Estate tax cut fails to pass in Senate

The U.S. Senate rejected a Republican-sponsored bill that would have raised the U.S. minimum wage and cut inheritance taxes on multimillion dollar estates.

The measure needed 60 votes for final congressional approval, but fell four votes short, with 56 senators voting in favor of the bill and 42 against.

Republicans and small-business organizations, including the National Retail Federation and the National Federation of Independent Business, say the estate tax—which they have dubbed the “death tax”—makes it difficult for many Americans to pass on their family owned businesses to their children.

The bill would also have increased the hourly minimum wage for U.S. workers from $5.15 an hour to $7.27 over the next three years.

Opposition Democrats have been calling for an increase in the minimum wage, which has not been raised since 1997. But many of them denounced the combined bill as a cynical ploy to achieve a cut in the estate tax, which is a major goal for conservative Republicans.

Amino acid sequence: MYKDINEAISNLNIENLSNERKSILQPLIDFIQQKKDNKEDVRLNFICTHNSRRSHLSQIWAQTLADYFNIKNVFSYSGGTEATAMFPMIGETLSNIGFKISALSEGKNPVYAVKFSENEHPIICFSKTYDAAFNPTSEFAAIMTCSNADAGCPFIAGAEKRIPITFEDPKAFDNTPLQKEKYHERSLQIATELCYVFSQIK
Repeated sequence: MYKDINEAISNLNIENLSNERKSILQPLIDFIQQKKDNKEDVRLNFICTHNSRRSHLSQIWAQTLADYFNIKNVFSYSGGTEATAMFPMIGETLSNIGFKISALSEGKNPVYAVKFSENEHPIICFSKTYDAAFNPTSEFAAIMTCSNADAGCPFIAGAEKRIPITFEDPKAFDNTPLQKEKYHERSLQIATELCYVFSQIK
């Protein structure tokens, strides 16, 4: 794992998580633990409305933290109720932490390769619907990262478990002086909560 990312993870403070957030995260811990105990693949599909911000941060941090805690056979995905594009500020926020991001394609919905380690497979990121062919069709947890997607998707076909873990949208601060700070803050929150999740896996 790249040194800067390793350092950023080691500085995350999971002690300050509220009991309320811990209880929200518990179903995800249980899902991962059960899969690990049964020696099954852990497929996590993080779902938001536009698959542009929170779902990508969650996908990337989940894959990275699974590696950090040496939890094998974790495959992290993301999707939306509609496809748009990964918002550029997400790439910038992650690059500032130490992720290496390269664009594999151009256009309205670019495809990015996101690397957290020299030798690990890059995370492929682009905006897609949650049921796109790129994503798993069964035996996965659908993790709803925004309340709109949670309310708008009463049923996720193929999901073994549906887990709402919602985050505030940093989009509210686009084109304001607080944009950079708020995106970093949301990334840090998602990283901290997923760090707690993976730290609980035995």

Under President Bush’s first tax cut, the estate tax shrinks through this decade and disappears in 2010. It reappears at older and higher rates in 2011.

The estate tax and minimum wage bill would, by 2015, increase the amount of an estate exempt from taxation to $5 million for an individual and $10 million for a couple. Estates worth up to $25 million would be taxed at capital gains rates, currently 15 percent and scheduled to increase to 20 percent. The top tax rate on larger estates would fall to 30 percent by 2015.